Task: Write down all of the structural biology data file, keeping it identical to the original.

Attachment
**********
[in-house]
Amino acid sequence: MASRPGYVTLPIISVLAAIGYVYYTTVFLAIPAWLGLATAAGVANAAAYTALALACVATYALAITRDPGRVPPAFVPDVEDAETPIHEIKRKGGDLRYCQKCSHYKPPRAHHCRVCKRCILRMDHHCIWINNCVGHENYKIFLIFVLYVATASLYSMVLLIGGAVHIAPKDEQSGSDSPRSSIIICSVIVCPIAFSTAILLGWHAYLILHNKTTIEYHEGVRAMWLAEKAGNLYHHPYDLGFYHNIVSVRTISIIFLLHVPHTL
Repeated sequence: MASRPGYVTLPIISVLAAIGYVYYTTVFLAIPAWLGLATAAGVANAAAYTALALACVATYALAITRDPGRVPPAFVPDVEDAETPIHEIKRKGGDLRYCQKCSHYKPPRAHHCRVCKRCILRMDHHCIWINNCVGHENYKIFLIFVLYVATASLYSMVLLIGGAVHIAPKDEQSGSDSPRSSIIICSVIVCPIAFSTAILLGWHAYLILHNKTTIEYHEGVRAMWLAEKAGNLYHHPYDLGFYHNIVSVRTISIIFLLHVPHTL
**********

[in-house]
Amino acid sequence: MASRPGYVTLPIISVLAAIGYVYYTTVFLAIPAWLGLATAAGVANAAAYTALALACVATYALAITRDPGRVPPAFVPDVEDAETPIHEIKRKGGDLRYCQKCSHYKPPRAHHCRVCKRCILRMDHHCIWINNCVGHENYKIFLIFVLYVATASLYSMVLLIGGAVHIAPKDEQSGSDSPRSSIIICSVIVCPIAFSTAILLGWHAYLILHNKTTIEYHEGVRAMWLAEKAGNLYHHPYDLGFYHNIVSVRTISIIFLLHVPHTL
Repeated sequence: MASRPGYVTLPIISVLAAIGYVYYTTVFLAIPAWLGLATAAGVANAAAYTALALACVATYALAITRDPGRVPPAFVPDVEDAETPIHEIKRKGGDLRYCQKCSHYKPPRAHHCRVCKRCILRMDHHCIWINNCVGHENYKIFLIFVLYVATASLYSMVLLIGGAVHIAPKDEQSGSDSPRSSIIICSVIVCPIAFSTAILLGWHAYLILHNKTTIEYHEGVRAMWLAEKAGNLYHHPYDLGFYHNIVSVRTISIIFLLHVPHTL